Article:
Podcasts & RSS Feeds
Most Active Stories
- Investigators Ask For Public's Help In Ongoing Abigail Hernandez Investigation
- Adults Who Wear Kids' Clothing: Saving Money Through Size
- Star Island Seeks To Go Solar, Serve As Energy Example
- Bare Shelves, High Spirits As Market Basket Employees Continue Rally
- On Demand: What's New To Netflix, Redbox, And Amazon Prime For July 2014
Wed November 30, 2011
Labor groups and their supporters won a major victory today at the statehouse.
Several dozen Republicans joined House Democrats to sustain Governor Lynch’s veto of the Right-to-Work .
Going into the vote nobody was willing to predict how it would turn out.
It was too close to call.
Supporters of the bill that would ban unions from collecting negotiating fees from non-union employees needed a 2/3rds majority to overturn Lynch’s veto.
So after the 30 seconds lawmakers got to cast their votes, a hush came over the 379 state Representatives.
After 17 agonizing seconds, Speaker O’Brien announced the result.
“The House will be attentive to the state of the vote. 240 members having voted in the affirmative, 139 in the negative, the governor’s veto is sustained.”
This session House leaders have been working to reduce union clout in the workplace.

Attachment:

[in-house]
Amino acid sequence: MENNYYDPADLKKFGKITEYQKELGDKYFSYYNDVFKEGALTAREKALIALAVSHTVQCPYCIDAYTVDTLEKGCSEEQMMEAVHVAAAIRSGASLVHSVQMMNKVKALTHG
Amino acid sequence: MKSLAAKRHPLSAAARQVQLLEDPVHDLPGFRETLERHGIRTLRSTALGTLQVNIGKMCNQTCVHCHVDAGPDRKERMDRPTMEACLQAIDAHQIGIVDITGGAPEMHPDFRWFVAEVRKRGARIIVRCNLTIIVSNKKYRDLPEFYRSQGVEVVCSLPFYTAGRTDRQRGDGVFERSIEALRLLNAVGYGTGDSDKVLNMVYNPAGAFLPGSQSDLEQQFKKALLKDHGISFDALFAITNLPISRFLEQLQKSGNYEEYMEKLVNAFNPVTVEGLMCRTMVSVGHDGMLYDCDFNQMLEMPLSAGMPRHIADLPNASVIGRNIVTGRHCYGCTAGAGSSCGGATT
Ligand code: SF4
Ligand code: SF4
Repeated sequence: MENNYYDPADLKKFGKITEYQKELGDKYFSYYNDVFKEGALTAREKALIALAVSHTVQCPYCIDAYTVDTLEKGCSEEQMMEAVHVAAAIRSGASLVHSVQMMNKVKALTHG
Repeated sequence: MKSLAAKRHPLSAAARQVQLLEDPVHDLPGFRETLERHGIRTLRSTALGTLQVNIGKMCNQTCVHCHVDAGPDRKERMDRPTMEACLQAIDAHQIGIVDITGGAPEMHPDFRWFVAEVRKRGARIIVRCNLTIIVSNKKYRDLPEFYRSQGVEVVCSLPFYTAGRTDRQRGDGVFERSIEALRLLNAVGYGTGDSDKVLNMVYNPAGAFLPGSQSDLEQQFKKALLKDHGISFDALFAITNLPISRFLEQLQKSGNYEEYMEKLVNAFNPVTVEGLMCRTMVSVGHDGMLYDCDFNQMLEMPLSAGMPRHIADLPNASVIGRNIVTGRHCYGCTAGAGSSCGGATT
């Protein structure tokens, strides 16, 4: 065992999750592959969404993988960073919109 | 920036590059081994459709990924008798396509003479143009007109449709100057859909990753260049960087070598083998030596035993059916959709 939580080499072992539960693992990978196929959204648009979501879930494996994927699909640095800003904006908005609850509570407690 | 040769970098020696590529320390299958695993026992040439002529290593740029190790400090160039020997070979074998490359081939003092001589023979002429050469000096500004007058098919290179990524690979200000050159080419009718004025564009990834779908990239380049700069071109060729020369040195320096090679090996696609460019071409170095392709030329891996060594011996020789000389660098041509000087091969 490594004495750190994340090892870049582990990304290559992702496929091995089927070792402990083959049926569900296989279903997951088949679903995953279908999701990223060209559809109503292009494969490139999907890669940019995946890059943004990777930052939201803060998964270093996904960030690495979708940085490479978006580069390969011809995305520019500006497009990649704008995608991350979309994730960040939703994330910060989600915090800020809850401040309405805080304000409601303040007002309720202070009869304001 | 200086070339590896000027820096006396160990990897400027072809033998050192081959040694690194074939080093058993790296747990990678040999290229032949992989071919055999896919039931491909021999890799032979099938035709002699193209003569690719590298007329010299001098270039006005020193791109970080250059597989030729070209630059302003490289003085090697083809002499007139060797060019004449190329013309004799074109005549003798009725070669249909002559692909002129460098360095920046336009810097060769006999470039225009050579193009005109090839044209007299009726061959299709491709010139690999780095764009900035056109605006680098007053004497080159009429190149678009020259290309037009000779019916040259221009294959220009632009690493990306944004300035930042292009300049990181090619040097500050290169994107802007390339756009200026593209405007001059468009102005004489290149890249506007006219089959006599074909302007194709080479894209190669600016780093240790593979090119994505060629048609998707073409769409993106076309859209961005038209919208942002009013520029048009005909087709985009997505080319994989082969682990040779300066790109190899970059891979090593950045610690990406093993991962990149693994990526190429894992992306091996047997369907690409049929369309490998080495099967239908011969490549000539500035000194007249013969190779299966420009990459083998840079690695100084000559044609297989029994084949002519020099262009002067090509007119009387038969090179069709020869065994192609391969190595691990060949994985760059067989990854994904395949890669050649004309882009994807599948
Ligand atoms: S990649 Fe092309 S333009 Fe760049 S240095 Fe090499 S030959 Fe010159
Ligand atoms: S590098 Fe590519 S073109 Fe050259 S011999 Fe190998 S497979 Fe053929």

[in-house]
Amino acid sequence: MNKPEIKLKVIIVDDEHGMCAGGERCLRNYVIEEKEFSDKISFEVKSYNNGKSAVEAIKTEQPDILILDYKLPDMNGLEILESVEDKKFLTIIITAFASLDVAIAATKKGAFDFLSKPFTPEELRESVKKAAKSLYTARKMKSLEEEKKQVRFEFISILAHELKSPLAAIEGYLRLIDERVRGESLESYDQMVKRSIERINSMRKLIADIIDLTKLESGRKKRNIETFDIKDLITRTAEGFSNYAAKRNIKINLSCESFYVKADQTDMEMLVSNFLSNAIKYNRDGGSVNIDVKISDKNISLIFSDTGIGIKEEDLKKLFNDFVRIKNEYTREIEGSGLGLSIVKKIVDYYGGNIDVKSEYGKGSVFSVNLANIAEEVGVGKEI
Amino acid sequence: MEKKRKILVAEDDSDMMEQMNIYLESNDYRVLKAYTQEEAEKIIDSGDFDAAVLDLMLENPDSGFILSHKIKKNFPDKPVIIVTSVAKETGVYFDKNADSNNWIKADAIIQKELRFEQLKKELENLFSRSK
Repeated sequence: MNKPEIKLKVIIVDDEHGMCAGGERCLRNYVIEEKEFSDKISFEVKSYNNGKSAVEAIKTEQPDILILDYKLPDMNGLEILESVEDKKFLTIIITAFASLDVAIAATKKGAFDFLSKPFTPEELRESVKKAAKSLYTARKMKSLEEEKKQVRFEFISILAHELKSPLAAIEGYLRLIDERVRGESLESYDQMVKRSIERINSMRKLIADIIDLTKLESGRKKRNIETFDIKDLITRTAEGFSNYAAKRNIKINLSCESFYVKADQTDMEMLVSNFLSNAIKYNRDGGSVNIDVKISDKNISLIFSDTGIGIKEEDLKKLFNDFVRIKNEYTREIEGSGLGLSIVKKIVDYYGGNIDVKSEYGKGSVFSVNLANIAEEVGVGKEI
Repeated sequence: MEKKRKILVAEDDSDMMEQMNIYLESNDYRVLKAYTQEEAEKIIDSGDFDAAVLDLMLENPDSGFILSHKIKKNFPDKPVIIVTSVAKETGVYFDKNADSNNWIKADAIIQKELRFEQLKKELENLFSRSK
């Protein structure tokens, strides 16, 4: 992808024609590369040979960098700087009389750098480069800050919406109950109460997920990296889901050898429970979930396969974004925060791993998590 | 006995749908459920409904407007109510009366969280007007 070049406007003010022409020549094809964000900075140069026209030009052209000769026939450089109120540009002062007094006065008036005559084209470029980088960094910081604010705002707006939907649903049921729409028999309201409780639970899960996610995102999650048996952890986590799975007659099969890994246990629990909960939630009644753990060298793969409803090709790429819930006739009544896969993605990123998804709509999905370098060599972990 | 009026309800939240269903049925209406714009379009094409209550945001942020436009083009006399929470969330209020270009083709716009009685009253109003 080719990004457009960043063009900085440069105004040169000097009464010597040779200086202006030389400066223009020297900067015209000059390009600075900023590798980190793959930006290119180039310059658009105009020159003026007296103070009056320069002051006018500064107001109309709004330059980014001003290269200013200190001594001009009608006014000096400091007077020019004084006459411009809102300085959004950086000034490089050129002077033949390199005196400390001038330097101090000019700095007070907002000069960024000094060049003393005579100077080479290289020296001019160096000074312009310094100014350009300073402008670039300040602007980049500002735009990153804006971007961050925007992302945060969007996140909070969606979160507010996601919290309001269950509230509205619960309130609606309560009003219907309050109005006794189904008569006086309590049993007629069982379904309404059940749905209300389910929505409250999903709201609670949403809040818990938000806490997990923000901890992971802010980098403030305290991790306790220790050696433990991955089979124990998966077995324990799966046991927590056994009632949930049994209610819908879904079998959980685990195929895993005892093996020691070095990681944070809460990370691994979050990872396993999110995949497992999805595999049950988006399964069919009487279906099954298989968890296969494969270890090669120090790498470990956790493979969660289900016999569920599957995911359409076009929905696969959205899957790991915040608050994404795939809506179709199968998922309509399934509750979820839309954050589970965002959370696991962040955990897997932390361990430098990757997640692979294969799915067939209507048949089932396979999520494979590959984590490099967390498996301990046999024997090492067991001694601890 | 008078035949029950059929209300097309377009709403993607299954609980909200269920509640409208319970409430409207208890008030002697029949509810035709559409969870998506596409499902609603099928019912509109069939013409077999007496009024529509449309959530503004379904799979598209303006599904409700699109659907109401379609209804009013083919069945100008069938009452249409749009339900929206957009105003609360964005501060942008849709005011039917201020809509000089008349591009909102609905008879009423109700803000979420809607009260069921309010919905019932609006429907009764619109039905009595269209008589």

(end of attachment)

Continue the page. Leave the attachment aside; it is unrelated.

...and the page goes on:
And the full Legislature passed several key measures over union opposition.
But for Speaker Bill O’Brien, Right-to-Work was the ten-point buck, the real game changer.
The bill that would deliver jobs and drive home just how business-friendly New Hampshire is.
O’Brien was disappointed after the vote.
“If there are some folks out there that are having trouble getting jobs and the unemployment rate doesn’t come down as fast as it could come down, they can blame Governor Lynch.”
Pointing the finger at the governor overlooks the 41 House Republicans who voted with Democrats to sustain Lynch’s veto.
Had O’Brien been able to flip just 7 more lawmakers, New Hampshire would have joined Florida, Texas and 20 others as a so-called ‘Right-to-Work state.’
House leaders spent months trying to get Republicans in line.
They even tried to sway lawmakers like Republican Susan Emerson- who’s had very public run-ins with O’Brien.
“Oh, my god. I was told I would be put back on Health and Human Service, the committee I was kicked off, if I changed my vote. I was told that I would be redistrict if I didn’t change my vote on Right-to-Work.”
Emerson shrugs, and says if more conservative Republicans go after her in the primary, so be it.
She knows this issue isn’t going away, and she’s bracing herself.
That’s the same message New Hampshire AFL-CIO President Mark MacKenzie gave union members on the statehouse steps immediately after the vote.
“I think we can say with some confidence at least we’ve won round 1 of this fight.”
Speaker O’Brien would certainly agree with MacKenzie as far as winning ‘round one.’
When asked about the vote, the Speaker promised the topic will return in the coming session.
And he added, it will be a defining issue in the race to replace Governor Lynch.